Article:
Applicable Law

Appellant challenges both the legal and factual sufficiency of the evidence. The respective standards of review are well known to this Court and to the parties. In a legal sufficiency review this court examines the evidence in the light most favorable to the verdict to determine whether any rational trier of fact could have found the essential elements of the crime beyond a reasonable doubt. See Jackson v. Virginia, 443 U.S. 307, 319 (1979); Margraves v. State, 34 S.W.3d 912, 917 (Tex. Crim App. 2000). A factual sufficiency review requires this court to examine all the evidence in a neutral light and determine whether the jury was rationally justified in finding guilt beyond a reasonable doubt. See Zuniga v. State, 144 S.W.3d 477, 484-85 (Tex.Crim.App. 2004). To prove appellant committed the charged offenses, the State was required to prove that appellant, with intent to defraud or harm another, by deception caused another to sign or execute any document affecting property or service or the pecuniary interest of anyone. Tex. Pen. Code Ann. § 32.46(a)(1). Intent may be inferred from the acts and conduct of the defendant. See Patrick v. State, 906 S.W.2d 481, 487 (Tex.Crim.App. 1995). The jury was charged on the law of parties.

Analysis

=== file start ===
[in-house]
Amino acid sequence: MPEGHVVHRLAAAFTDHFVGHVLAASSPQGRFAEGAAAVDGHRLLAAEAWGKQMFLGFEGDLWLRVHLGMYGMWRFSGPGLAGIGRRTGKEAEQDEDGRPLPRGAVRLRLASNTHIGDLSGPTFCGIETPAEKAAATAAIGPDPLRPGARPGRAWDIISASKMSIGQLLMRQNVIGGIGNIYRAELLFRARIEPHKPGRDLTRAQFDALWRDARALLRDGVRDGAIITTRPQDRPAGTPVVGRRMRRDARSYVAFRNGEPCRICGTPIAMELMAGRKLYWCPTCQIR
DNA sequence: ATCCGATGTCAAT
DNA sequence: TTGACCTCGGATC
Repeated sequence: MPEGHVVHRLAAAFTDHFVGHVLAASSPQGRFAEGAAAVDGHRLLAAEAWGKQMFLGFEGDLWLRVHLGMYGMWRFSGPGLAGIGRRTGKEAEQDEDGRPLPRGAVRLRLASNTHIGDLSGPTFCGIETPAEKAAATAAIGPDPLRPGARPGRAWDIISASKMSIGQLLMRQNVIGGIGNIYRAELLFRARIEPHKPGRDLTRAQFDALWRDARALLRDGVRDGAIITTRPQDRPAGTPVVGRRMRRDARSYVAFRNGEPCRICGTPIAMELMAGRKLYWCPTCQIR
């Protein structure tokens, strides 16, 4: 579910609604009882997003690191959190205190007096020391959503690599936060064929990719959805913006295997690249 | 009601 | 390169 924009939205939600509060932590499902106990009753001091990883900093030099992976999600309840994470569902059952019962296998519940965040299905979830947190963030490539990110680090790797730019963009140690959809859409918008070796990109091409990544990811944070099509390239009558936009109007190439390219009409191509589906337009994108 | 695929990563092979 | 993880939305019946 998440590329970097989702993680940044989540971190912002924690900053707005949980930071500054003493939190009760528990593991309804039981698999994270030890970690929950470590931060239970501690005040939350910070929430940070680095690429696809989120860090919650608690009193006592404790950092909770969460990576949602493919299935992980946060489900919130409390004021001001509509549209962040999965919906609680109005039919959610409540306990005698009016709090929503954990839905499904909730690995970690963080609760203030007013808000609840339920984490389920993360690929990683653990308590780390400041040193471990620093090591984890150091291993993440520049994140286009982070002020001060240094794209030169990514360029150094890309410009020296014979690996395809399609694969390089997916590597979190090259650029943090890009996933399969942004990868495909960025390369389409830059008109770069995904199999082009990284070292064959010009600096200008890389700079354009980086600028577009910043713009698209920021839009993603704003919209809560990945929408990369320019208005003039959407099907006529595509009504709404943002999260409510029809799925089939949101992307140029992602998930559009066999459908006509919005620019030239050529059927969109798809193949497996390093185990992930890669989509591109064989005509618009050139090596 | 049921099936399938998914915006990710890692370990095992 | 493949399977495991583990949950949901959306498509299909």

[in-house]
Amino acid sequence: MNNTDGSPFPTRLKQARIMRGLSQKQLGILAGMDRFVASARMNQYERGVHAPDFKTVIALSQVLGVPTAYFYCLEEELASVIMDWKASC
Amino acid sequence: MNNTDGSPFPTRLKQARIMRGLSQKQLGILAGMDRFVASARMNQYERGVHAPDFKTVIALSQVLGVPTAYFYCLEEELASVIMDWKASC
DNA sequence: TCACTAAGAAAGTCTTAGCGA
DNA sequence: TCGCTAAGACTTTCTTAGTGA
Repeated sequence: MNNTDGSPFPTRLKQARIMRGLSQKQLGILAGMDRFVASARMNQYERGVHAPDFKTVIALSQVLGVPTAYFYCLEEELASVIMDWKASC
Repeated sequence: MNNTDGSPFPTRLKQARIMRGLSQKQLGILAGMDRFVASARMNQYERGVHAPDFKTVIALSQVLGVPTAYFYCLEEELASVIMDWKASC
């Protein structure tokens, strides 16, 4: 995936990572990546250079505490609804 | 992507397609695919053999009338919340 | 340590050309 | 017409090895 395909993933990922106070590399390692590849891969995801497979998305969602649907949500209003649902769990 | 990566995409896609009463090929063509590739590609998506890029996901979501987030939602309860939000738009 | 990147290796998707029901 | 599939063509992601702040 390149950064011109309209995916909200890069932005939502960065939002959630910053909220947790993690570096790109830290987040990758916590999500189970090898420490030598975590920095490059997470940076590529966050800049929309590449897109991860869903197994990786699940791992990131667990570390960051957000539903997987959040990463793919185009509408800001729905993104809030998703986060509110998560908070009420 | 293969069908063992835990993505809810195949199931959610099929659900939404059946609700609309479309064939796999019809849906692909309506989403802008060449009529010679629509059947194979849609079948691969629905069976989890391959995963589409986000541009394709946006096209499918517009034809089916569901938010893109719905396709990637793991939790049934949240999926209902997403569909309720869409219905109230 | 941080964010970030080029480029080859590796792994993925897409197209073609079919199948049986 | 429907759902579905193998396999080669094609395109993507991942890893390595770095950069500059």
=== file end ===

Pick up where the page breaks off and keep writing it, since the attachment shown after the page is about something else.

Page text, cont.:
Appellant contends the only evidence that he acted as a party was that he recorded a message on the ASD Financial voice mail. The State disagrees, responding that the evidence is sufficient to show appellant's complicity because appellant's conduct in providing the company with an address, phone and fax numbers, and recording an ASD voice mail message helped created the appearance of the legitimacy of ASD. The State also argues that appellant, knowing of the bad condition of both the business and personal finances, knew about, and actually drove, the vehicles. Webber told the police it was appellant's idea to use the California number and that planning the scheme was a "consensus" among all three of them. Although appellant maintained his innocence, even through the punishment phase, it was within the province of the jury to disbelieve his protestations of innocence and to draw reasonable inferences and logical conclusions of his guilt from the entire circumstances surrounding the offenses. The Dixons' self-serving statements were not credited by the trial court, as evidenced by the judge's statement at the conclusion of the punishment phase, "I don't believe anything that either Mr. Dixon or Mrs. Dixon had to say because they are-they can't be honest with themselves or with the Court." The jury, likewise, was justified in not crediting their claims of innocence. After carefully reviewing all the evidence in these cases under the appropriate standards, we conclude it is both legally and factually sufficient to support the jury's verdicts of guilt. We overrule appellant's two points of error in each case. We affirm the trial court's judgments.